Wednesday, 14 April 2010

a goal to inspire

How define what excites and inspires me most? Questions about God and the meaning of life are the biggest that can be asked. But the busyness of the normal run of life can hinder a full exploration and expression of them. Of course life itself can give insight into profounder truths, for instance I recall someone close saying at the birth of their first child, that it gave him a new appreciation of the wonder of the fatherhood of God. But the sense of a gulf to be crossed, a problem to be solved, can give a mission in life, and for me that gulf is this: on the one hand, the gospel contains purportedly the most radical and potentially life-changing truth anywhere to be found, and on the other, explicitly at least, our society is largely indifferent to it. That sense of gulf compels me to explore and seek to understand, and to communicate what I discover in creative ways. It feels like a worthy goal, a big enough ambition.

Monday, 12 April 2010

isle of wight adventure

I’ve been on holiday in Lymington, south coast of England. Thurs I took the ferry to the isle of Wight. A glorious sunny day. Cycled… an anti-clockwise trip, first to the needles at the westernmost tip, sheer white cliffs, three sisters jutting from the foaming sea. At the top, the rabbit-clipped rolling grass plain swept off eastwards. Passed a sign to a farmhouse offering cream teas, and was reminded of a jaunt along the south downs way with an old uni friend, when, passing through quaint thatched villages, we joked about the possibility of Joanna Trollope style scandalous goings-on behind privet hedges, and getting ‘hopelessly waylaid by tea and scones’. I had bought an explorer map, which unfolded like a vast origami deck chair. I constantly had to renegotiate it to keep up with my position, each time stuffing it back into a small square plastic map wallet. By the time I finally folded it back the way it was to begin with, it was like a paper accordion.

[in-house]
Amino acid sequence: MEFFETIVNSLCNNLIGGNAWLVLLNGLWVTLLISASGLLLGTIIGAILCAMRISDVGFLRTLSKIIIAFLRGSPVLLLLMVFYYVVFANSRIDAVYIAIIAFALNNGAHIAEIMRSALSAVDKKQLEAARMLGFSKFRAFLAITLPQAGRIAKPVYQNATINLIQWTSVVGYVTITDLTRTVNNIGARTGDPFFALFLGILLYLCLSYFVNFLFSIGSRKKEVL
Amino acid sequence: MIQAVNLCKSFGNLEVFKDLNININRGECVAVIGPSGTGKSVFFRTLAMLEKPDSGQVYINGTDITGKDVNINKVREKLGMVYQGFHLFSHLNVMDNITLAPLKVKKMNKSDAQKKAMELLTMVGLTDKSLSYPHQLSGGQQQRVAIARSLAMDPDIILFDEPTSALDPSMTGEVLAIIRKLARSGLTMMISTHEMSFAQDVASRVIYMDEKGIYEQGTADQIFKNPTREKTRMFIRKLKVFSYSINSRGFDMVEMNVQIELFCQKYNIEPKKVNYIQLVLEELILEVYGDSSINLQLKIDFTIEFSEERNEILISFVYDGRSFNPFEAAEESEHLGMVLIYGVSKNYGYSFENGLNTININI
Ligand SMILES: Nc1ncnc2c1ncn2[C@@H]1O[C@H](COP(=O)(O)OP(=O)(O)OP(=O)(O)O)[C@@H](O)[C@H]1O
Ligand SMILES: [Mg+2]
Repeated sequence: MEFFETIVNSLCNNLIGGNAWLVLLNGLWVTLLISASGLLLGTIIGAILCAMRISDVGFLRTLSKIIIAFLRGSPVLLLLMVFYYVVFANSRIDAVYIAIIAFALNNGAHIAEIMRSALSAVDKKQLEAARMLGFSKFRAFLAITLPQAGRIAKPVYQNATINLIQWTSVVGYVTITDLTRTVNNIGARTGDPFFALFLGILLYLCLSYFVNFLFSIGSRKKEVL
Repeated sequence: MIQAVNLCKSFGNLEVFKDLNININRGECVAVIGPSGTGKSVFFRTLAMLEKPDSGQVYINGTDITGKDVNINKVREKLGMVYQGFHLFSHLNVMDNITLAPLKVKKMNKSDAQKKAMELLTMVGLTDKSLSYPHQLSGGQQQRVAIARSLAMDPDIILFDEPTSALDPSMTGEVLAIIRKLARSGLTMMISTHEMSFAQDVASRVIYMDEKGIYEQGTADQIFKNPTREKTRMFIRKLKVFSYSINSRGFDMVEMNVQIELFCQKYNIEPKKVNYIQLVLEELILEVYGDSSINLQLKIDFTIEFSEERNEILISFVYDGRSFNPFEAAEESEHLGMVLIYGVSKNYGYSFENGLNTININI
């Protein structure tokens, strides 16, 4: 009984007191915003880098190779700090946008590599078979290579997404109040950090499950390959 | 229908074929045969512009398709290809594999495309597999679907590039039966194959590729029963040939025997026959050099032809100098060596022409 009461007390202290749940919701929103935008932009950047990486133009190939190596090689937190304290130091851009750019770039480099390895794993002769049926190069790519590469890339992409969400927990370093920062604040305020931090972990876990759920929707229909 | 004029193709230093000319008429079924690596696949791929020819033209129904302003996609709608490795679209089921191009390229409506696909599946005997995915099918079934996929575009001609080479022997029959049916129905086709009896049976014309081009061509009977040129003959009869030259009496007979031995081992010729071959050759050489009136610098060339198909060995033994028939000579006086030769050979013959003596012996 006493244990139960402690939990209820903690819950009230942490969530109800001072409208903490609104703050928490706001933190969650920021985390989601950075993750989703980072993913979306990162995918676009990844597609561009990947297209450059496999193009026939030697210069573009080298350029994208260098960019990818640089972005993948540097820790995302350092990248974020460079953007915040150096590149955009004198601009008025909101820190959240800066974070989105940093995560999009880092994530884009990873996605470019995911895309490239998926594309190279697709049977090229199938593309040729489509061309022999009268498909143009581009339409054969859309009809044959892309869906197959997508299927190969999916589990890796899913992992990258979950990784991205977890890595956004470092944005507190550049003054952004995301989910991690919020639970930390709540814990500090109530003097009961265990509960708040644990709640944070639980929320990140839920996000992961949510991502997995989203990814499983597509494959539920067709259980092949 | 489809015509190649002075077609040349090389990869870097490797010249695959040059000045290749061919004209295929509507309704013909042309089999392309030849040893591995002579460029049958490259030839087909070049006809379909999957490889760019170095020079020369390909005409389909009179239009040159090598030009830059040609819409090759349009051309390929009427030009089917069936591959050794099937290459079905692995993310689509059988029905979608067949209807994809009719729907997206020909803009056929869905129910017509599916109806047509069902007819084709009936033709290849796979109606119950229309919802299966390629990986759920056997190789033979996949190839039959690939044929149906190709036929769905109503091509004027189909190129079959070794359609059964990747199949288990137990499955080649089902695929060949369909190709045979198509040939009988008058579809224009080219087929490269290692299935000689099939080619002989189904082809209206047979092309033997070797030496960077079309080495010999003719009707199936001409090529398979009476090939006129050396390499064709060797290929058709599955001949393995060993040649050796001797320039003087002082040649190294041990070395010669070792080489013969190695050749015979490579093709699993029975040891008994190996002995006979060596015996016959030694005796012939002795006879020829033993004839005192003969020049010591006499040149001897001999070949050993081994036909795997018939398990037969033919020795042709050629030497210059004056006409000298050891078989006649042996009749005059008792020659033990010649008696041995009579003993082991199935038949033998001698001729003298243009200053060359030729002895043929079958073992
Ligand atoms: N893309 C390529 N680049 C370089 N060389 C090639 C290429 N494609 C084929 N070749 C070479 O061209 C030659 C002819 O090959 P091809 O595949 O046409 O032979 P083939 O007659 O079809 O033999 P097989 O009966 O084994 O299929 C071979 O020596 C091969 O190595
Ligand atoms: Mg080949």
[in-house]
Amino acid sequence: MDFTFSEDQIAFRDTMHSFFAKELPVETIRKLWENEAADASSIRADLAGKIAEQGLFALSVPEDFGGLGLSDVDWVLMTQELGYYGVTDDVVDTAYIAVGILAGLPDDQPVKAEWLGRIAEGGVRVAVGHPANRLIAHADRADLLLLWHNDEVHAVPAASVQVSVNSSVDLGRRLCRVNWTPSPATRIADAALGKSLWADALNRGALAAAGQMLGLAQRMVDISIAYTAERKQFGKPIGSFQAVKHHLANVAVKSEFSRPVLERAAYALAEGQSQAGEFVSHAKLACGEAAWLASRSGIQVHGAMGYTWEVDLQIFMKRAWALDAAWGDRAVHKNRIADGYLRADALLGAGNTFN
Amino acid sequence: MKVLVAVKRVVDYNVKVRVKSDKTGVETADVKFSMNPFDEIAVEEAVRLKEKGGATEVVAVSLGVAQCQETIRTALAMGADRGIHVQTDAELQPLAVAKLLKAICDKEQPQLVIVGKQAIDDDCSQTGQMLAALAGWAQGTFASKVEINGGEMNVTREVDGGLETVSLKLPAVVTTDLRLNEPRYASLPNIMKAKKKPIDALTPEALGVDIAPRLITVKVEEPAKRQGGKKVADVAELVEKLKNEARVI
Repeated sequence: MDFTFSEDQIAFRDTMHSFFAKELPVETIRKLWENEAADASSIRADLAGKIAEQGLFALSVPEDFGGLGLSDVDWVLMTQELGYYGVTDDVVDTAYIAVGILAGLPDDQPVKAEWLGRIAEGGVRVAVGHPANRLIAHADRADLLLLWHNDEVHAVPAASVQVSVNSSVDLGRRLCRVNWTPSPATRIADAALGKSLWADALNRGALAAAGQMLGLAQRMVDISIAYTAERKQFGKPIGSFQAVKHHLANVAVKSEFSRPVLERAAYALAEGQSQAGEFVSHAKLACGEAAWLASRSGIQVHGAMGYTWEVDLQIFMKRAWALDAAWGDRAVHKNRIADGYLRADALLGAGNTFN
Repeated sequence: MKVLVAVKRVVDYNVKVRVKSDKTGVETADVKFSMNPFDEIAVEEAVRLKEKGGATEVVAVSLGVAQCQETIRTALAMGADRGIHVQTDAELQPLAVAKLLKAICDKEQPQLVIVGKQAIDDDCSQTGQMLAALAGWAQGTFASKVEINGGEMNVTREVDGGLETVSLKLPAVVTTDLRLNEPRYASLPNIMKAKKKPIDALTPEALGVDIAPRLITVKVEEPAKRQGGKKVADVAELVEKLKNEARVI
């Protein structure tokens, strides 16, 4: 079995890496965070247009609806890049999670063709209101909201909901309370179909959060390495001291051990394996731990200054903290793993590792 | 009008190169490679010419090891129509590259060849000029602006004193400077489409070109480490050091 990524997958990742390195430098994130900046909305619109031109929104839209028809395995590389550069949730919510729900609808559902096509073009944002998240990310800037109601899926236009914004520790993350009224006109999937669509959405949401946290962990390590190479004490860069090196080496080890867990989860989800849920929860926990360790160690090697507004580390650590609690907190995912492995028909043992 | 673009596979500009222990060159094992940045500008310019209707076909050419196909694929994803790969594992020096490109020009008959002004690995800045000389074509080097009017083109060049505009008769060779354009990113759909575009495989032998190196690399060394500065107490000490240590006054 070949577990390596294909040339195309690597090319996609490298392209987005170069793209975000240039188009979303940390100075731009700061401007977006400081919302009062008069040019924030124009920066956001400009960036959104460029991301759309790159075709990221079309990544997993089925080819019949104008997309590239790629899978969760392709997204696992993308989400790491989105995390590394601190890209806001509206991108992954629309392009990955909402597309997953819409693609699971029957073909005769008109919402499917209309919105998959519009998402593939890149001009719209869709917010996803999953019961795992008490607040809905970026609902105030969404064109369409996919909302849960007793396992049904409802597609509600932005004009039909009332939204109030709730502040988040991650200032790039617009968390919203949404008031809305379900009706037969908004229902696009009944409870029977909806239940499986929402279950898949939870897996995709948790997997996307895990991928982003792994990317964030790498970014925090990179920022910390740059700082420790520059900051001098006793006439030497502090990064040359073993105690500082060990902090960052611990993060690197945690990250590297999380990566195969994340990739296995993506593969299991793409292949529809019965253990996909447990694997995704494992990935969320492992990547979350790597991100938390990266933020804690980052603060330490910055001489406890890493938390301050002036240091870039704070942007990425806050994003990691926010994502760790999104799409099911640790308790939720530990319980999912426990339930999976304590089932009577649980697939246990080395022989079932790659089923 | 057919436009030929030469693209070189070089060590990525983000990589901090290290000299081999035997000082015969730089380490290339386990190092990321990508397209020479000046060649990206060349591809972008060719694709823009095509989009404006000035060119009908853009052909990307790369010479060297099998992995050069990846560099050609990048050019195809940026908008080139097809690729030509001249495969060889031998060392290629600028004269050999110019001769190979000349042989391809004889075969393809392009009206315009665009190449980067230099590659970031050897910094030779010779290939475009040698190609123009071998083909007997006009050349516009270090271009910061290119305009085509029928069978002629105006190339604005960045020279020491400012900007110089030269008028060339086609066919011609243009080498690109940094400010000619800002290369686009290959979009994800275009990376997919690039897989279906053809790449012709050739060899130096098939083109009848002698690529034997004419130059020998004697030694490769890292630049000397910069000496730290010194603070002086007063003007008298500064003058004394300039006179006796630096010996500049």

On the ferry back, a shimmering tapering gold-flecked path drew the eye across restless waves to the sinking sun.

Friday, 2 April 2010

The day Jesus died

This morning I watched ‘The day Jesus died’ on bbc1 - Bettany Hughes exploring the developing interpretations of Christ’s death down the centuries. Fascinating and profound. Especially moving were two examples of people who were touched by the recognition of God himself identifying with human suffering in the cross. German theologian Jurgen Moltmann, who, having witnessed some of the horrors of world war two, was depressed to the point of despair until he read Jesus’ words from the cross ‘My God, my God, why have you forsaken me?’. And the Archbishop of York John Sentamu… being with a fellow prisoner in Uganda who was beaten and close to death, he was able to tell the man how, in Christ on the cross, Jesus identified with him - and heard theman say, just before he died, ‘thank you’.
I’m intrigued by the richness of meaning in the Christian story. I’m not saying it is the only religious story with rich meaning - exploring how it is distinctive is also an ongoing topic of interest - but I am again struck by the paucity and limitedness of the response that regards the ‘christian god’ as a little petty god among many. Even with my own questions and sometimes doubts, a little meditation on even a single aspect of the gospel is like savouring rich wine, percolating through mind and spirit (billy may disagree!)